In mathematics, a definite bilinear form B is one for which  B(v,v)
has a fixed sign (positive or negative) when it is not 0. To give a formal definition, let K be one of the fields R (real numbers) or C (complex numbers,. Suppose that V is a vector space over K, and  B : V × V → K
is a bilinear map which is Hermitian in the sense that B(x,y) is always the complex conjugate of B(y,x). Then B is positivedefinite if  B(x,x) > 0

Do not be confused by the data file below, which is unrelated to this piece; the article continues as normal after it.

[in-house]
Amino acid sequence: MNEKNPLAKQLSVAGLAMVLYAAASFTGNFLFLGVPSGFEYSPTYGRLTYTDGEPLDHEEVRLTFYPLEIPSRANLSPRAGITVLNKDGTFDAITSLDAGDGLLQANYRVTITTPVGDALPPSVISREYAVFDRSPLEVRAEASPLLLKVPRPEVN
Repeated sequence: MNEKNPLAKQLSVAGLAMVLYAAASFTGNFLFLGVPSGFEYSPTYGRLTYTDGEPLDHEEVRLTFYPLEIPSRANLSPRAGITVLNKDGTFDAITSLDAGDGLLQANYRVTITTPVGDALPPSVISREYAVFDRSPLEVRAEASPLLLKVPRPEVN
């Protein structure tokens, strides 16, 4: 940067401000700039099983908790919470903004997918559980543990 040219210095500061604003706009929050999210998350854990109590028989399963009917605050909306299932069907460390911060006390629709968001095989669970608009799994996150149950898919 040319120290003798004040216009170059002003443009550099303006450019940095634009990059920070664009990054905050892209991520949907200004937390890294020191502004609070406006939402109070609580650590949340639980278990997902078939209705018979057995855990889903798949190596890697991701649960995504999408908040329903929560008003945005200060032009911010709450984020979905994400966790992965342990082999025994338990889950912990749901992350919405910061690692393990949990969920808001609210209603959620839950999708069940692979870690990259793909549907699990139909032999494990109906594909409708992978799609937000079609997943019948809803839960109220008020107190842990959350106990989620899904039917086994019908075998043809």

for every nonzero x in V. If it is greater than or equal to zero, we say B is positive semidefinite. Similarly for negative definite and negative semidefinite. If it is otherwise unconstrained, we say B is indefinite. A selfadjoint operator A on an inner product space is positivedefinite if  (x, Ax) > 0 for every nonzero vector x.
See in particular positivedefinite matrix. See also:  positivedefinite function
 restricted negativedefinite function.